Gov. Brian Kemp told lawmakers Tuesday his $28.1 billion budget includes millions in savings that don’t require drastic cuts to services Georgians need while some agency heads said slashing spending would not be easy.
Speaking to the joint House and Senate Appropriations committees, the Republican talked about his spending plan and the listed several examples of streamlining operations.
“Last summer I met with the leaders of our state agencies, and I challenged them to identify opportunities to streamline operations, eliminate duplicate programs and leverage technology to serve our state citizens better,” he said. “The budget before you shows that reducing costs doesn't require drastic cuts to other agency activities.”
The Department of Community Supervision wants to save money by moving to a virtual office, the Department of Corrections plans to overhaul its timekeeping system and several other agencies are combining similarly-focused programs. He also pointed to an additional $2,000 base pay raise for public school teachers, fulfilling a campaign promise to boost pay by $5,000.
“I'm proud of the common-sense savings included in this budget,” Kemp said. “I believe that we've shown taxpayers that we're good stewards of their hard earned money, and with this blueprint, we will continue to build a state that Georgians will be proud to call home.”
Jeffrey Dorfman, the state’s fiscal economist, walked lawmakers through the international and national economic landscape before drilling down on Georgia’s numbers.
He said that Georgia’s economy will likely continue to grow over the next year, but slower than before, which means less new revenue than anticipated. Additionally, a tax cut passed a few years ago lowered the amount of revenue the state expects to receive by about $500 million.
Dorfman said that when it comes to compromising on budget priorities, it was important to understand the math behind decisions.
“There are parts of our budget that either everybody agrees are priorities and need to grow faster than revenue or that are essentially on autopilot like Medicaid and are growing faster than revenue and there's not much we can do about it,” he said. “In order to have the budget match revenue growth, if some things grow faster than the average other things need to grow slower or be cut. That's just how math works.”
When asked about legislation that could further cut Georgia’s top income tax rate, Dorfman said that the governor’s budget proposal did not include the tax cut in calculations and that he didn’t feel lowering taxes further would do more to attract businesses.
“I don't believe the way you get companies to move to Georgia is by lowering the income tax rate,” Dorfman said. “The reality is that once we add our federal and state income tax rates together, a quarter percent one way or the other on the state income tax rate just doesn't move the bar.”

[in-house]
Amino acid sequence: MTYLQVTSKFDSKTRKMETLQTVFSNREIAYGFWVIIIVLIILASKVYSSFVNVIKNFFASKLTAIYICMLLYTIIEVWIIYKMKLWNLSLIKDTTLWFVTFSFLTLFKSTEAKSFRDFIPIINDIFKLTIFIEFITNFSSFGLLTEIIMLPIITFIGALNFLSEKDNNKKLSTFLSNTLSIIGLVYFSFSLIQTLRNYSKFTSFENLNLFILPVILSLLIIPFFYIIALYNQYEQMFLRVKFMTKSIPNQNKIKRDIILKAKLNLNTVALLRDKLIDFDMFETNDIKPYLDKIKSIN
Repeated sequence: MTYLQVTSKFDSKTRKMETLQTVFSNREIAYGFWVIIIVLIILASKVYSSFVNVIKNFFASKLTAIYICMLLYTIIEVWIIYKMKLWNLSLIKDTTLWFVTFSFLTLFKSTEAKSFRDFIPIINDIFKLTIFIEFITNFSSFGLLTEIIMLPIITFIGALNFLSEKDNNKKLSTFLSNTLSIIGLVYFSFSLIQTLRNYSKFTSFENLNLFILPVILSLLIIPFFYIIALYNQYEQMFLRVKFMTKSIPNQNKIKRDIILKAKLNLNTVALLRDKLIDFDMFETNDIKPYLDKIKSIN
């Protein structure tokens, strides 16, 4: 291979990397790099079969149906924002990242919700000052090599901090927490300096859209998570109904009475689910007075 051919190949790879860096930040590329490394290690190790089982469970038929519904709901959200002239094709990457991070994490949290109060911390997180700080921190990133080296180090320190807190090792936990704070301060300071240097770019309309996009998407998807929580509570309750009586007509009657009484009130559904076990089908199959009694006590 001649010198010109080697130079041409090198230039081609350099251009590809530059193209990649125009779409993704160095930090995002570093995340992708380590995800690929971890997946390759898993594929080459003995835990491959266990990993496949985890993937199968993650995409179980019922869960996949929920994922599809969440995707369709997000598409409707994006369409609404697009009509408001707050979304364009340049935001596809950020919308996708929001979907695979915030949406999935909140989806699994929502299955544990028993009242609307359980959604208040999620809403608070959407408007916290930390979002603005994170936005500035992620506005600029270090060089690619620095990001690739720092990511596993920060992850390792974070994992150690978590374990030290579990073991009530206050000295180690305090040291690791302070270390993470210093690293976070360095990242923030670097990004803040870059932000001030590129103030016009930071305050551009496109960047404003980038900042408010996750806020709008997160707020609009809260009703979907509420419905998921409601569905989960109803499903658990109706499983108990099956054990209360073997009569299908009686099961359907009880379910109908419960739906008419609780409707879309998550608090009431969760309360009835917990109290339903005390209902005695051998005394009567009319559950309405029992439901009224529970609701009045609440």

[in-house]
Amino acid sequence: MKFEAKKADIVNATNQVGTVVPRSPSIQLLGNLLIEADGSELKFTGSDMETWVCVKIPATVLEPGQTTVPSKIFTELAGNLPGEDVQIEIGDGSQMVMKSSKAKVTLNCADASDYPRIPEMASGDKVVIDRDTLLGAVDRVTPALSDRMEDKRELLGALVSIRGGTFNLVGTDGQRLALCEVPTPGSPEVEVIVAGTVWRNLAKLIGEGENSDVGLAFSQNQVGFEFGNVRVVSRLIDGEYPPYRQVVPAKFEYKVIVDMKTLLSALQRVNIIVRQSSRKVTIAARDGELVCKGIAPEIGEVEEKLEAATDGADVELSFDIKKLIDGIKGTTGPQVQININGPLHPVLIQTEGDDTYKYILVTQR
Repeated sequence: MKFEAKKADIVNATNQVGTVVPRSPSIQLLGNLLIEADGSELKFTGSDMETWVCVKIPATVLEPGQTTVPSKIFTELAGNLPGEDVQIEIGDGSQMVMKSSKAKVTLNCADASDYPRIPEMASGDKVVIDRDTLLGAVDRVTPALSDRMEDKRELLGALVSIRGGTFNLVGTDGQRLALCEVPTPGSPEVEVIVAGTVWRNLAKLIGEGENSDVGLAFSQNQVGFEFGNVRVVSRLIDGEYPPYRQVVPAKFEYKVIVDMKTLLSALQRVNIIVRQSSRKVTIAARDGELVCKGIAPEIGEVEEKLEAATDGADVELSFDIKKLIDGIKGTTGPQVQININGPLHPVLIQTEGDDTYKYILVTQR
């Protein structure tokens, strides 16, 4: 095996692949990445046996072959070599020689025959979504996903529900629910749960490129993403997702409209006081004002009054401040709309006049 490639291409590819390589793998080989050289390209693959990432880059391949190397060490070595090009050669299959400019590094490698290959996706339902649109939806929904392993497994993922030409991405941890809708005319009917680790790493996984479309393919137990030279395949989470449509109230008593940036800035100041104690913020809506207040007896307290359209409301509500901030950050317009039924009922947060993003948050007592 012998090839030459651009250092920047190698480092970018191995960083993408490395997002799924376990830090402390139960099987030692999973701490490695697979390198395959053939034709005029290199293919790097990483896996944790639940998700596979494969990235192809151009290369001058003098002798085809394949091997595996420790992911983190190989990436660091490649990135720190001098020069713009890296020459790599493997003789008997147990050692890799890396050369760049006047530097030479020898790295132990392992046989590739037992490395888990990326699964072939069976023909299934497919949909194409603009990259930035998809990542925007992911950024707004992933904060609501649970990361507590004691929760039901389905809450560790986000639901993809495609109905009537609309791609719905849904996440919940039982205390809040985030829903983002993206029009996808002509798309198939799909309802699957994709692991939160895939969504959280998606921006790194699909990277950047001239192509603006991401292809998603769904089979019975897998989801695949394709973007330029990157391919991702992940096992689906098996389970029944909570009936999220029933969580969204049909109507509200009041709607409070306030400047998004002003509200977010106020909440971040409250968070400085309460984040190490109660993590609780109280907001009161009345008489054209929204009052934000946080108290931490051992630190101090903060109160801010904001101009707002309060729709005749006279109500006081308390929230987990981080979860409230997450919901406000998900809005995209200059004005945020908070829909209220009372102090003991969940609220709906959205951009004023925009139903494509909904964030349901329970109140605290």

One solution that could help close the revenue gap is a bill passed by the legislature that would see the state collect sales taxes from many online services known as “marketplace facilitators.”
Estimates show Georgia could collect at least $150 million a year under the measure.
While some agency heads that spoke on Tuesday rattled off savings and more efficient measures taken after the governor called for budget reductions last fall, some leaders said the changes would negatively impact their operations.
“Over the next 18 months, there will be fewer food safety inspections, there'll be fewer animal industry inspections, the span between fuel pump and scale inspections will grow and the growing demand for meat inspection will have to be shifted to our federal partners,” Agriculture Commissioner Gary Black said. “I thank you for listening to this uncomfortable information.”
His department would cut dozens of vacant positions, some of close to 1,000 vacancies across state agencies that would be eliminated under budget proposals.
Secretary of State Brad Raffensperger walked through the various divisions, noting that the corporations division is self-funding and the cost of maintaining Georgia’s old decommissioned touchscreen voting machines due to a court order was costing more than $360,000 a month.
Commissioner of Labor Mark Butler pointed to the state’s record-low unemployment rate as a boon – and a burden – to the state’s economy as companies can’t find workers to fill jobs.
“To give an example back in November, we showed a job growth of roughly about 70,000 jobs and we only added just a little over 10,000 new workers to our workforce,” he said. “That over the long haul is not sustainable. We need that number to be much, much higher.”
Butler said he’d like to see more workforce development to help move people into higher-skill jobs and open up more entry-level positions.